- Could you give an example of what fighting for an ethnic group's position within society would entail?
- This passage primarily focuses on the benefits of institutionalizing ethnic conflict with strong democracies. That focus greatly clashes with the article lead.
- Well-structured passage – each of the two paragraphs convey a main point.
- Replace direct quoting with paraphrasing.
- Unclear how primordialism precludes thinking in terms of family resemblance [Horowitz]. If primordialist accounts emphasize kinship ties, wouldn't the reverse be true?
- Is "ethnie" a special term or a typo?
- Given the emphasis on perceived kinship ties, is it truly possible to have a state of a single ethnicity?
- Need to cut down on single words and brief passages in quotation marks unless you're using a specific term.
- Nice job explaining this school of thought.
- A note on punctuation: "quote quote quote."[cite] You keep dropping periods outside the quotation marks like this: "quote quote quote".[cite] I've fixed it where I see it but wanted to give you a heads up for future writing. In MLA style papers, we write "quote quote quote" (page). But the rules are different with endnote vs. parenthetical citation.
- Skeptical of the assertion that pre-existing ethnic differences have to exist for community leaders to exploit them. That was largely not the case with the Rwandan Genocide. The Belgians created the Tutsi population through arbitrary measurement of facial features. They did so to create a minority ruling class that was still be dependent on Belgian support. What constitutes preexisting difference?
- Also, when you cite a scholar and don't link to their page, it might be good to drop a clause or two about why we care about their opinion. For instance: "Person X, a Professor at Harvard, argues..." I'm looking at the Hardin citation which doesn't link to his work or a particular page number. Nor do I know who he is.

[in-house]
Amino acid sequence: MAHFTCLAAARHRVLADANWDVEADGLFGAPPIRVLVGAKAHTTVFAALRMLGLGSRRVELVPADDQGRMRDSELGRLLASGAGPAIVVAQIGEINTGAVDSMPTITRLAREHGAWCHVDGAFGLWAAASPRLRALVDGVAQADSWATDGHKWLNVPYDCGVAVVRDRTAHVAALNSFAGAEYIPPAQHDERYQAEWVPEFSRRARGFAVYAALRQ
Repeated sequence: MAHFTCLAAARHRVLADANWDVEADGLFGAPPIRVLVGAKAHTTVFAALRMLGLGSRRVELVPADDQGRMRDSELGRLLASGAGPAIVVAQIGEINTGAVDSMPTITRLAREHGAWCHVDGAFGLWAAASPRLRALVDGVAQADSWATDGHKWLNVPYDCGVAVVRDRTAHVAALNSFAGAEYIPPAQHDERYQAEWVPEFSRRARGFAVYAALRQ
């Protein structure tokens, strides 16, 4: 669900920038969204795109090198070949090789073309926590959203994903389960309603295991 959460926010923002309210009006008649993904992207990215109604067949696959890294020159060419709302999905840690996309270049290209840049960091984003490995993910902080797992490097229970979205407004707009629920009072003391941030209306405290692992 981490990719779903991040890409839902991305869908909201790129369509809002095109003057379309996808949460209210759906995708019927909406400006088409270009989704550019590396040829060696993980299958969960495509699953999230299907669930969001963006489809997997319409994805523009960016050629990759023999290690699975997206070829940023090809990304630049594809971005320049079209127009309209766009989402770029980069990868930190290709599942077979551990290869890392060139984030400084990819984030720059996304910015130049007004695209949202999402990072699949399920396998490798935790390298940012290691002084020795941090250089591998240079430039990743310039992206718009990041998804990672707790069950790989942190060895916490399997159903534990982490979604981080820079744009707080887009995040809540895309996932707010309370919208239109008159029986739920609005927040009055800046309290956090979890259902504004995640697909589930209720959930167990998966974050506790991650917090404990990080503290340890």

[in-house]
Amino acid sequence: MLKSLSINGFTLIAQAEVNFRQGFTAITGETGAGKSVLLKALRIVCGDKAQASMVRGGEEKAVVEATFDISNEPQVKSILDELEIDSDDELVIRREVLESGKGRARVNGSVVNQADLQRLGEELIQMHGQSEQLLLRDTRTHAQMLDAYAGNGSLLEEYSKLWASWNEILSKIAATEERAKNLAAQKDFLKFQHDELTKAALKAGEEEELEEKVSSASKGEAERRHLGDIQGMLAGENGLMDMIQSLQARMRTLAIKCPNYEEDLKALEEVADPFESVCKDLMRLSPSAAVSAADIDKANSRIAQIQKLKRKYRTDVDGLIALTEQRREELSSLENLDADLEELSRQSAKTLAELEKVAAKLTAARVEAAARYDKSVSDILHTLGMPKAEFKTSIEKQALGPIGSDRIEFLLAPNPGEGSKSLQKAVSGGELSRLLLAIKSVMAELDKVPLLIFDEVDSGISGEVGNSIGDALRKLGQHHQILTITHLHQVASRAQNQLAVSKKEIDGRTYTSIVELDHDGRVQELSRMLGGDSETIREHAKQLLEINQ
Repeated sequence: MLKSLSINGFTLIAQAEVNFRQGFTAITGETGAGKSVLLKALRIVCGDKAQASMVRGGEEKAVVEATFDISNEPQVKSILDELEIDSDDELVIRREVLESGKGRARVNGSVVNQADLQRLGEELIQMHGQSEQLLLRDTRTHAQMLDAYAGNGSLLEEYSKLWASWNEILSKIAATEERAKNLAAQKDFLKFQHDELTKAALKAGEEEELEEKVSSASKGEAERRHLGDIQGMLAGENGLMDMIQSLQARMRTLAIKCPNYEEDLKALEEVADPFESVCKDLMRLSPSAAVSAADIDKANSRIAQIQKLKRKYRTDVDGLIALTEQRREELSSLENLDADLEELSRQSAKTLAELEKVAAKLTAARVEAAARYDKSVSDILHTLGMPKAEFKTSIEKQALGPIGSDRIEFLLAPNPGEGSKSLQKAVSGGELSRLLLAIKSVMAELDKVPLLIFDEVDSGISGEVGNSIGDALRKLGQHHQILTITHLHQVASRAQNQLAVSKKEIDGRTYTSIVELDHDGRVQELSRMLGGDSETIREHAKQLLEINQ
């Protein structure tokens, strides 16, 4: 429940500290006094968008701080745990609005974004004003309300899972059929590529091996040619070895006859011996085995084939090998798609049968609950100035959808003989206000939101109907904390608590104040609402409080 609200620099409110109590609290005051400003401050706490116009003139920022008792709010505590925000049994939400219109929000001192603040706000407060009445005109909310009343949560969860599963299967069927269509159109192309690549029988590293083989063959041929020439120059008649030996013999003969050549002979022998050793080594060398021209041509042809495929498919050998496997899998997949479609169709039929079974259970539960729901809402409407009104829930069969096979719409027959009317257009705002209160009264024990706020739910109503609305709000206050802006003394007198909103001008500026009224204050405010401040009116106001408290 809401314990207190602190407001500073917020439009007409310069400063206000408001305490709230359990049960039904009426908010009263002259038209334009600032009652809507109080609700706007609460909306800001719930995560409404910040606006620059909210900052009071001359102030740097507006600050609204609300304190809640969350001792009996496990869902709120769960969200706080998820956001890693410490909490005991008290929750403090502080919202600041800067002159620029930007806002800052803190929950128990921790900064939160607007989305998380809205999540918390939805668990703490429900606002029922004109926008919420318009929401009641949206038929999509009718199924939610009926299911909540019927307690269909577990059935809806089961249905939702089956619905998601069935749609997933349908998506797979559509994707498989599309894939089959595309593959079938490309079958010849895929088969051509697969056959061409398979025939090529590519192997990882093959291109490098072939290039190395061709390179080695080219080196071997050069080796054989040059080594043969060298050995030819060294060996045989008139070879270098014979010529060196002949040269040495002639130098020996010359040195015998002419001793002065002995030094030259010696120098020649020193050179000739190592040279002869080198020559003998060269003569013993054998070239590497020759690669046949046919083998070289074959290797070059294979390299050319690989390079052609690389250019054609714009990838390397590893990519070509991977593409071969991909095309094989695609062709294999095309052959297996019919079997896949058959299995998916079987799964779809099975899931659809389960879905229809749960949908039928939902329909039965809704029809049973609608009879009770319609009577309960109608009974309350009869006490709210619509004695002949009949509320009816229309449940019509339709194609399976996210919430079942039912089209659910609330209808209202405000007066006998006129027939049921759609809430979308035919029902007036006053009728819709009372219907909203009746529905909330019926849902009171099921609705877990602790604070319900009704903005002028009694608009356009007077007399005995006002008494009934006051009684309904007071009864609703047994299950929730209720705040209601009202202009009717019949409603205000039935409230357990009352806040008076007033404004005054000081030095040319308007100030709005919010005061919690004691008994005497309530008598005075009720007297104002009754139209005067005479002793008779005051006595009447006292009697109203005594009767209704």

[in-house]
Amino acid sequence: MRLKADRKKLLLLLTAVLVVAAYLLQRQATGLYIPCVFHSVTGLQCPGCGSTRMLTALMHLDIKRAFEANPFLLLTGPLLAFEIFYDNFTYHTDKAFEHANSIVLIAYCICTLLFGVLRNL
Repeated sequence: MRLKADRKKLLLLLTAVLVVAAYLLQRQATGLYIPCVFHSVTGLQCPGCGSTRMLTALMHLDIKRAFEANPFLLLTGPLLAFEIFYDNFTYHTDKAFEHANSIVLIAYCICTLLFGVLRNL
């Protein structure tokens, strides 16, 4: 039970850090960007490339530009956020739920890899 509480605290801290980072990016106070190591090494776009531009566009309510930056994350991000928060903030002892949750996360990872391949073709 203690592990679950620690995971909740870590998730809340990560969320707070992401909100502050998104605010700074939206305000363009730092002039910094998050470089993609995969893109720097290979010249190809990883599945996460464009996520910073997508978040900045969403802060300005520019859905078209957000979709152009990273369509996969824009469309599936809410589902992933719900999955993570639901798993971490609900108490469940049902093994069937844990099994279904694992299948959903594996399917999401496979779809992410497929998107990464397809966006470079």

- Just a comment on your point about punctuation, Saw2188. Wikipedia uses the logical quotation style, which means we include terminal punctuation within the quotation marks only if it was present in the original material, and otherwise place it after the closing quotation mark. See MOS:LQ on this. Thanks for your work on the article, guys! Cordless Larry (talk) 17:24, 24 April 2016 (UTC)
- To Cordless Larry: Thank you so much for letting me know! Will fix! --Sarah Whittenburg (talk) 18:04, 24 April 2016 (UTC)
- Fixed! --Sarah Whittenburg (talk) 19:59, 24 April 2016 (UTC)
- Great section. No suggestions. I see my comment above about the Rwandan Genocide is addressed here.
- A bit unclear how instrumentalist and constructivist accounts differ, however. Does instrumentalism not stress the constructed nature of identities?
Ethnic conflict in the post-Cold War world
- Not sure that ethnicity and nation are the same thing, as you assert here (without citation). I took a class last semester about nationalism and will send you the syllabus over email, if you'd like to tease out the relationship between nationalism and ethnic conflict. There's a huge literature of (wars of) secession at play there, too.
- I think you should create a section that discusses the relationship between ethnicity and nationalism and create links between this page, nationalism, and ethnicity.
- Briefly, some authors to look at: Herder, Anderson, Berlin, Fichte, J.S. Mill, John Acton. Those authors are also great for your discussion about how to productively channel ethnic tensions (in the definition section).
- Also confused by the assertion that all wars occurred between nation-states until after the Cold War. Especially given that wars were more "between" lords/kings than "between" peoples (who had little political voice) in medieval Europe.
- There's a mention here of asymmetric warfare that needs to be further elucidated, too.
- Definitely tease out and summarize Huntington in 1-2 sentences, too. Great discussion of rationality at the end!
Ethnic conflict mitigation
- Great direct style. Great content. Copy-edited bits for clarity and neutrality.
- Great direct style. Great content.
Non-territorial autonomy and Secession and independence
- Assuming these are placeholder sections. I discuss my ideas for secession/nationalism above.
Thoughts on the page
This page is really excellent. I can tell you've done a lot of work here, and I actually have very little to offer you in the way of peer review, because what you've written is already top-notch. Moreover, Saw2188 has already covered pretty much everything I have to say. Here are a few thoughts: